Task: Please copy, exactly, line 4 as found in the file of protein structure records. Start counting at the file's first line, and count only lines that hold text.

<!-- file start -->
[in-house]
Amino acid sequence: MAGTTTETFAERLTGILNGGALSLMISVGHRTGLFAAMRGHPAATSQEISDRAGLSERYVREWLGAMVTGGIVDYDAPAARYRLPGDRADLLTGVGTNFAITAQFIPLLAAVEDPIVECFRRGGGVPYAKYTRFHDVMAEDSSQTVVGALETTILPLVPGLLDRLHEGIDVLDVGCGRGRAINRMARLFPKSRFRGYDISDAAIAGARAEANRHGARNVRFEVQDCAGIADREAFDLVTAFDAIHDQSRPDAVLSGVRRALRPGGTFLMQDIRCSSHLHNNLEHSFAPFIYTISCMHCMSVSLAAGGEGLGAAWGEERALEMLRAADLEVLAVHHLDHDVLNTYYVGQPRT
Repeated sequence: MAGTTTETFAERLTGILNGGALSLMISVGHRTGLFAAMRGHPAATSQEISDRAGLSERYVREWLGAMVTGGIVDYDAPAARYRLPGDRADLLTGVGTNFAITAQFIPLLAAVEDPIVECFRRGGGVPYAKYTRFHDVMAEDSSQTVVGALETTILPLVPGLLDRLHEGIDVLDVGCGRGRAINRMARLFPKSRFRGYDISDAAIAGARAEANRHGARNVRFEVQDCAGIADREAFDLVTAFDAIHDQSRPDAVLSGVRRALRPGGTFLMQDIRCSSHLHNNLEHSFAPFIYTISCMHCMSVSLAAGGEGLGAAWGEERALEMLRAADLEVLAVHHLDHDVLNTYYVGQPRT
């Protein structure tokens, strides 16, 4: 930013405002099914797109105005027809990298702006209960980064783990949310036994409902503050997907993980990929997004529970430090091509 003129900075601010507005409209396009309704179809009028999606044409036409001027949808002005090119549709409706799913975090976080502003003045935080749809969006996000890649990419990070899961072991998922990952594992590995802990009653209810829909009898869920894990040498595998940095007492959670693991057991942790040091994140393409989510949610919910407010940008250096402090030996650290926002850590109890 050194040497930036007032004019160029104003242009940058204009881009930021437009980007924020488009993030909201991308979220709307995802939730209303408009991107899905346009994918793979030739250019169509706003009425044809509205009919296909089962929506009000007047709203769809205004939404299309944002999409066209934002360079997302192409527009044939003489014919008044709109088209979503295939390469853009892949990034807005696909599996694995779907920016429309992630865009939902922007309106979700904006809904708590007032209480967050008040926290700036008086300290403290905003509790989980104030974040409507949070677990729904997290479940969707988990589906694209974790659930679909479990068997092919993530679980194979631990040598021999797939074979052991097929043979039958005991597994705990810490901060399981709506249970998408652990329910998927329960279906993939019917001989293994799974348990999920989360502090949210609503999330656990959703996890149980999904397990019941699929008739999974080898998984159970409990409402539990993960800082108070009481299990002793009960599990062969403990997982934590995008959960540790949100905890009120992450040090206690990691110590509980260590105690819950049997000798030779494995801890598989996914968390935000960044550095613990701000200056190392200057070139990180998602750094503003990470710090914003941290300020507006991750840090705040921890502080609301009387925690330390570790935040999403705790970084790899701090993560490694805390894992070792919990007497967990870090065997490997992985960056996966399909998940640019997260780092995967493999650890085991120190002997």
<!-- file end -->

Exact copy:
């Protein structure tokens, strides 16, 4: 930013405002099914797109105005027809990298702006209960980064783990949310036994409902503050997907993980990929997004529970430090091509 003129900075601010507005409209396009309704179809009028999606044409036409001027949808002005090119549709409706799913975090976080502003003045935080749809969006996000890649990419990070899961072991998922990952594992590995802990009653209810829909009898869920894990040498595998940095007492959670693991057991942790040091994140393409989510949610919910407010940008250096402090030996650290926002850590109890 050194040497930036007032004019160029104003242009940058204009881009930021437009980007924020488009993030909201991308979220709307995802939730209303408009991107899905346009994918793979030739250019169509706003009425044809509205009919296909089962929506009000007047709203769809205004939404299309944002999409066209934002360079997302192409527009044939003489014919008044709109088209979503295939390469853009892949990034807005696909599996694995779907920016429309992630865009939902922007309106979700904006809904708590007032209480967050008040926290700036008086300290403290905003509790989980104030974040409507949070677990729904997290479940969707988990589906694209974790659930679909479990068997092919993530679980194979631990040598021999797939074979052991097929043979039958005991597994705990810490901060399981709506249970998408652990329910998927329960279906993939019917001989293994799974348990999920989360502090949210609503999330656990959703996890149980999904397990019941699929008739999974080898998984159970409990409402539990993960800082108070009481299990002793009960599990062969403990997982934590995008959960540790949100905890009120992450040090206690990691110590509980260590105690819950049997000798030779494995801890598989996914968390935000960044550095613990701000200056190392200057070139990180998602750094503003990470710090914003941290300020507006991750840090705040921890502080609301009387925690330390570790935040999403705790970084790899701090993560490694805390894992070792919990007497967990870090065997490997992985960056996966399909998940640019997260780092995967493999650890085991120190002997």